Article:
During his freshman year I noticed he would get gassed out after only a few possessions, he would look lost at times as well. He was clearly not in shape for most of this freshman season. To his credit half the time the lack of experience at the point guard position hurt the Aggies as well, as they were slow to get into sets, if at all. They didn’t have a true point guard in either of the two years Sim Bhullar played there. Daniel Mullings was their primary ball handler and he was the Aggies #1 scoring option on offense, he would regularly call his own number in which most of the time he would go one on one with multiple defenders on his hip. Sim Bhullar’s freshman season at NMSU the leading assist man (Mullings) only averaged 2.6 apg respectively, the team in total 11 per game.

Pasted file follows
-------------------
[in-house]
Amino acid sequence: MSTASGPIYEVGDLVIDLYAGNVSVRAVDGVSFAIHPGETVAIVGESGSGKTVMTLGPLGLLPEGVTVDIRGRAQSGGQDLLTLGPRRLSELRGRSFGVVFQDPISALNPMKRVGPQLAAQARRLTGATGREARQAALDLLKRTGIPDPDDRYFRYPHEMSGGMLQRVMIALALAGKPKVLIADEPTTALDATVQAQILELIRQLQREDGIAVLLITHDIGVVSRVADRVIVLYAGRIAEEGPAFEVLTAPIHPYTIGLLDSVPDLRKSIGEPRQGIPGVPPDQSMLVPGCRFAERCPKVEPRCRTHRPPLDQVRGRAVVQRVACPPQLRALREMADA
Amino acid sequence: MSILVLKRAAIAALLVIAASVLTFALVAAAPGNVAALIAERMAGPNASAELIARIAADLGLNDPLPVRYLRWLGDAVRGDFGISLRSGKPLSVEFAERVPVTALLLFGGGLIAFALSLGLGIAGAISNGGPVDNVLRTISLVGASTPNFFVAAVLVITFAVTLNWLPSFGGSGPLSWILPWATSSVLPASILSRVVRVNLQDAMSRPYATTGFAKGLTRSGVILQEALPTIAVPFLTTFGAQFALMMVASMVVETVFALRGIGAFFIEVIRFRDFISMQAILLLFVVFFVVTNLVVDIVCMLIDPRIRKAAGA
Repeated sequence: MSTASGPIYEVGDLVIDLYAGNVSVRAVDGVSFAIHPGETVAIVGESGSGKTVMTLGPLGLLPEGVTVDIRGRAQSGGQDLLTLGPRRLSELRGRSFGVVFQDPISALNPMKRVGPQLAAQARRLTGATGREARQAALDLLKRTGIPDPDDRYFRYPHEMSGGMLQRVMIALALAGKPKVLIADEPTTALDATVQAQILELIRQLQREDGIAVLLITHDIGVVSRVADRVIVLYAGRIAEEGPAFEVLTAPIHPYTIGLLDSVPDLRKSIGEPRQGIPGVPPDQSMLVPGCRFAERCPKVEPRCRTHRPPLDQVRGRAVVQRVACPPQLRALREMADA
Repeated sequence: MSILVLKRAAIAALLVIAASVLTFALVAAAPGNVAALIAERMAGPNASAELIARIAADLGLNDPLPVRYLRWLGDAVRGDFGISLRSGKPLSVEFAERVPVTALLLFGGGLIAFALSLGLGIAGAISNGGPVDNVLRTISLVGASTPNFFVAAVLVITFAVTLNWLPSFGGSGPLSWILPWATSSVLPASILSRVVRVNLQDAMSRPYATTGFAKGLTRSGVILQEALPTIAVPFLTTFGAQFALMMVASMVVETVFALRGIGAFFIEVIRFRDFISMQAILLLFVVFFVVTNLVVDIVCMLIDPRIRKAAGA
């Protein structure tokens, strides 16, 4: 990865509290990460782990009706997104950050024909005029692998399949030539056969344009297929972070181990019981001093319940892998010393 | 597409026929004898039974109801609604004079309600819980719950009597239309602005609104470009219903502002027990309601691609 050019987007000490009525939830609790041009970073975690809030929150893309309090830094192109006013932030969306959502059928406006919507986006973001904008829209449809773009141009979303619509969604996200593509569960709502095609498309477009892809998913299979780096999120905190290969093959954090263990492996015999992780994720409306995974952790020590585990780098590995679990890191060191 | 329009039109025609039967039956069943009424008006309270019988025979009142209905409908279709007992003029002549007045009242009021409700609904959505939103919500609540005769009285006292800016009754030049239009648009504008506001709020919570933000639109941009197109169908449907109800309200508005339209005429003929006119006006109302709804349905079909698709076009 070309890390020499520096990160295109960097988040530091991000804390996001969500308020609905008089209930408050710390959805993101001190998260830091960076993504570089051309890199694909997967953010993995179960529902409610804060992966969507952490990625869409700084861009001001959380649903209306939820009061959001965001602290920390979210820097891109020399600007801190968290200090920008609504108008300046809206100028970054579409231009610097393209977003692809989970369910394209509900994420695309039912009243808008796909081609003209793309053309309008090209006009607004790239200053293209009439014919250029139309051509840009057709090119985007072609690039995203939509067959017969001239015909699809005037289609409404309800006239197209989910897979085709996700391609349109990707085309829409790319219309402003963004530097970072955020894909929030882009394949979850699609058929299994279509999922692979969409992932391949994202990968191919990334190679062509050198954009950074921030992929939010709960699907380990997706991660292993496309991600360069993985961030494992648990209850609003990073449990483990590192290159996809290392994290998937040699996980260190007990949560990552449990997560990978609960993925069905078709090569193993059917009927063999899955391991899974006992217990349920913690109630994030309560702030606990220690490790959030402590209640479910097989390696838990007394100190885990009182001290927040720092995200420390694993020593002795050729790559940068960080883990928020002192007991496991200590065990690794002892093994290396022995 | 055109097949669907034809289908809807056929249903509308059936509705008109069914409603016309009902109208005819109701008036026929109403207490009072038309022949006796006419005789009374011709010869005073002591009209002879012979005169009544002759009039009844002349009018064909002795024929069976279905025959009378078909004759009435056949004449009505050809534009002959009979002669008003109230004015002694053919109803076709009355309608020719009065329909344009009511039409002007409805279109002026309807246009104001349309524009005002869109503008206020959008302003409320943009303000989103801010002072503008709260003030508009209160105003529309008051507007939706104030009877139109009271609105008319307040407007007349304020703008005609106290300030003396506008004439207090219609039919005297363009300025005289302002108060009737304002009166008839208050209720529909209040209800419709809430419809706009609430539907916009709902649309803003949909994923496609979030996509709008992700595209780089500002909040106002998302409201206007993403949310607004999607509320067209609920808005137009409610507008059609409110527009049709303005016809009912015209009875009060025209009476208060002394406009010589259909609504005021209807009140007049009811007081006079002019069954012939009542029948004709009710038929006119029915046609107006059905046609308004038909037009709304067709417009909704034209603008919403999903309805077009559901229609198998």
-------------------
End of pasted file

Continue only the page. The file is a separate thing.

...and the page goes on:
His sophomore season was not much better again as Mullings led the team in assists at 3.5 per and as a unit NMSU dropped an average of only 13 dimes per game respectively. These numbers support the lack of ball movement the Aggies displayed over the last two seasons, in result of this touches were very limited especially in the low post, often I would notice Sim Bhullar with excellent post positioning with his defender completely sealed off, but the ball either never arrived or came in very late which would give the defense time to read the mismatch and collapse the entry pass to overwhelm the post player forcing either a forced shot attempt or a pass back out to the wings. With that being said Sim Bhullar is an above average passer from the post, and was 4th best on the Aggies this past season ( get into his pros & cons below ). Sim averaged only a little over 6 shots per game in his 2 seasons in college. Last year 13-14 season Sim Bhullar was only 7th on the team in shot attempts (least of all starters), this further supporting the fact that he did not see the ball much. He only took 10 or more shots 9 times in his college career and the Aggies won 7 of those games. When Sim Bhullar was a primary target on offense, good things tended to happen.